Michael Mann, a high-profile Pennsylvania State University climate scientist who has drawn criticism from the right wing, is coming to Philadelphia for a new job.
Mann, 56, who has been at Penn State for 16 years, will join the University of Pennsylvania, where he will lead the new Penn Center for Science, Sustainability and the Media, as well as serve as a presidential distinguished professor in the Department of Earth and Environmental Science. He also will have a secondary appointment in the Annenberg School for Communication.
Penn announced on Tuesday morning Mann’s appointment, which starts Sept. 1.
A native of Amherst, Mass., Mann, with his colleagues, in 1999 created a reconstruction of temperature changes over the last thousand years that showed how humans were affecting the climate. It became known as the “hockey stick” graph because it showed global temperatures taking a sharp upturn. That work served as a lightning rod for those skeptical of climate change.
Penn State received a flood of complaints after some of Mann’s emails were part of a larger leak in 2009 that became known as “climategate,” but the school cleared Mann of any wrongdoing the following year. Mann received death threats during that time. He is also cofounder of the website RealClimate.org.
“Michael Mann has done groundbreaking work on the attribution of extreme weather to climate change and many other aspects of climate science that are of central importance to climate policy,” said Steven J. Fluharty, Penn’s dean of arts and sciences. “He is also a gifted and fearless communicator, providing patient, clear, and informed explanations even in the most hostile media environments.”
Mann said that while he’s enjoyed working at Penn State, the time was right for a change.
“It sort of felt like I had done what I could there, and it was time for a new challenge,” he said.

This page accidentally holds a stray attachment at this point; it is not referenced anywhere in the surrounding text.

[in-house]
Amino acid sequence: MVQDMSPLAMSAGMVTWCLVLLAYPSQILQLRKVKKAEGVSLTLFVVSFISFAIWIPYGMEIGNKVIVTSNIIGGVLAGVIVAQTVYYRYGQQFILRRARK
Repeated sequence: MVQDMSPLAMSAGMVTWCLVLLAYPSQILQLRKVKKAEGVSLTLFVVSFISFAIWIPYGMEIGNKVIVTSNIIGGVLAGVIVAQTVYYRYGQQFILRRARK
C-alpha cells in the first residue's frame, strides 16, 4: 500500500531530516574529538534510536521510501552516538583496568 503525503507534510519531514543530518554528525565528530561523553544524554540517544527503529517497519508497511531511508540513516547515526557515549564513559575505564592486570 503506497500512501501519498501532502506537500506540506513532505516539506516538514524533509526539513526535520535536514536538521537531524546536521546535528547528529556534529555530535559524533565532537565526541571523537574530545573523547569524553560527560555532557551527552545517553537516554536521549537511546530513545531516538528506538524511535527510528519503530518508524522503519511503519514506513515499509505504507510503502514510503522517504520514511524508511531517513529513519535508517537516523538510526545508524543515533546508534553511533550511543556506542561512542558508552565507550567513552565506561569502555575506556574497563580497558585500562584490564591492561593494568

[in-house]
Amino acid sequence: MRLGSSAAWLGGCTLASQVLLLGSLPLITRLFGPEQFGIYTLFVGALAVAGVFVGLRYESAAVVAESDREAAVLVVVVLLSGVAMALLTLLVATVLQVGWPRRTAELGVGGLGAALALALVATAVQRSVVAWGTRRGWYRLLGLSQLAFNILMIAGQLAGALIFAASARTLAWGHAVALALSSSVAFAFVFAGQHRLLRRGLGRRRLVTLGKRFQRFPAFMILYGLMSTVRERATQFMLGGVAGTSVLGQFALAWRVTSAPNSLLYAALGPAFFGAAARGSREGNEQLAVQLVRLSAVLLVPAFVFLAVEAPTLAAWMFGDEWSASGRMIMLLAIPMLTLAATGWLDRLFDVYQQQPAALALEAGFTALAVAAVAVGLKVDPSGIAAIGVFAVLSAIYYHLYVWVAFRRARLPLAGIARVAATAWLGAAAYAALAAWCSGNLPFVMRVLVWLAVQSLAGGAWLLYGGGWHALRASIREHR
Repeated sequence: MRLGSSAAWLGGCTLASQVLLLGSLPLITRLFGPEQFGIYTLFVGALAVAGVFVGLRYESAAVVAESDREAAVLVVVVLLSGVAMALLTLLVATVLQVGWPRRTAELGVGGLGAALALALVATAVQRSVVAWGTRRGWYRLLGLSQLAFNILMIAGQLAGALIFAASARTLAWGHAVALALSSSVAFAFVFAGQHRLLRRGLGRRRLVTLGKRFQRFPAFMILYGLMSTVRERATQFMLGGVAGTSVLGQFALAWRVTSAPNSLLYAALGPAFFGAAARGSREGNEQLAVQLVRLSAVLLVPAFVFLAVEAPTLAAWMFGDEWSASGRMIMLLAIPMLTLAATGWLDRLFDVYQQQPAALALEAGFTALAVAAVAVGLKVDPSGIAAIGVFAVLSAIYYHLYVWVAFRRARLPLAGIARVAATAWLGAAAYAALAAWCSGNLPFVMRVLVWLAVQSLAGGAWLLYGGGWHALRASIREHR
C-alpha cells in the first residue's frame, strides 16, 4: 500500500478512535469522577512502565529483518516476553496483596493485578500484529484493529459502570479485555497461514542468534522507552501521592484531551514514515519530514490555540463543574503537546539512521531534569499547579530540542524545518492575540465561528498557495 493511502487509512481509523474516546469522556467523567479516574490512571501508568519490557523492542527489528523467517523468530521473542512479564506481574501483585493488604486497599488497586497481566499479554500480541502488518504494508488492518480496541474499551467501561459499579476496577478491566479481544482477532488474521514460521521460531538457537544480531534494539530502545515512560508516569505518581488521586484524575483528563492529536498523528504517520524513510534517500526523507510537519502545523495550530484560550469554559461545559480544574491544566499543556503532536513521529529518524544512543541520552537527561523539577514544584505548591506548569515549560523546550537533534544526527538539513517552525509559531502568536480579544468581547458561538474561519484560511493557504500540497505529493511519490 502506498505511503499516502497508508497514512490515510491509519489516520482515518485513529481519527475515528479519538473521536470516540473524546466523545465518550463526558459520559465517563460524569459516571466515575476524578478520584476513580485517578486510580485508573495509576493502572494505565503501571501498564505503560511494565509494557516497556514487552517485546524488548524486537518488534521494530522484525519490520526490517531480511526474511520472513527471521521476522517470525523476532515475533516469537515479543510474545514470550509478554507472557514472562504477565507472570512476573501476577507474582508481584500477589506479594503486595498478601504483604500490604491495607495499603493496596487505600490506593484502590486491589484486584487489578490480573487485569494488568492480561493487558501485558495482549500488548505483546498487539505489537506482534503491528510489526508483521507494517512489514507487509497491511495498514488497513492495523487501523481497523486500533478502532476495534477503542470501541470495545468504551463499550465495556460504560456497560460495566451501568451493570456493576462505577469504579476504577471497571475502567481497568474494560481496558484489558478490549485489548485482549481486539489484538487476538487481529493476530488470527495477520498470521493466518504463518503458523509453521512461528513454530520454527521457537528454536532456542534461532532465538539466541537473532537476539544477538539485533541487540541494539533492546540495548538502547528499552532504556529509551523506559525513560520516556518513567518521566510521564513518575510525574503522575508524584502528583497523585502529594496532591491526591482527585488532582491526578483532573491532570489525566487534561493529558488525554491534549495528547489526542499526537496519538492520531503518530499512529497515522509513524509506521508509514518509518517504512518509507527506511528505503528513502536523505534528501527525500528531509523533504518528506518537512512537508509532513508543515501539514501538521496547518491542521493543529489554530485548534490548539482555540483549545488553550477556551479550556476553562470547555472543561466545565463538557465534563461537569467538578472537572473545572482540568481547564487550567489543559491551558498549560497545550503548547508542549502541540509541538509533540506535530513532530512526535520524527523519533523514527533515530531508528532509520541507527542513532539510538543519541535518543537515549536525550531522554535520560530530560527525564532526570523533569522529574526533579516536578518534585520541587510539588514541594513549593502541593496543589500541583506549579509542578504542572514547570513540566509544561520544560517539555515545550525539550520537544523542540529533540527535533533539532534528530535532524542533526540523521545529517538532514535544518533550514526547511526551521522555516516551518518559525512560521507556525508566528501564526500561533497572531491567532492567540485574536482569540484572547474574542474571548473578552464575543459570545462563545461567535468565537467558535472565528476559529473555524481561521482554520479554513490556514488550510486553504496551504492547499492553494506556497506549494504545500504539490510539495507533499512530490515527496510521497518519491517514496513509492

Mann said that he was attracted to Penn’s strong academic record across all disciplines and that he welcomed the chance to become a part of Annenberg and focus on the communication part of his job.
“That’s become a very big part of what I do these days,” he said, “not just doing science, but trying to communicate science to the public and policymakers, and I’m passionate about that.”
And he said he was impressed with the passion of Penn students and faculty around the issue of climate change. When he visited the campus last fall during climate week, there were about 50 related events taking place, he said. Penn students for years have ardently campaigned to get Penn’s board of trustees to divest from fossil fuels, even disrupting a trustees’ meeting. Penn announced in February 2020 that the school has no direct investments in the thermal coal or tar sands industries and didn’t expect to put its money there in the future, which students took as a small victory.
Mann’s most recent book, The New Climate War, looks at the role of fossil fuels in contributing to attitudes on climate change.
“There’s so much energy on the part of the students and I think the faculty seem to embrace that, which I think is great,” he said.
Mann, whose father, grandfather, and uncle all have Penn degrees, is the first of 10 planned new faculty hires in the university’s new Energy and Sustainability Initiative. The group will work in areas such as diversifying energy sources, energy efficiency, and dealing with pollutants that cause climate change.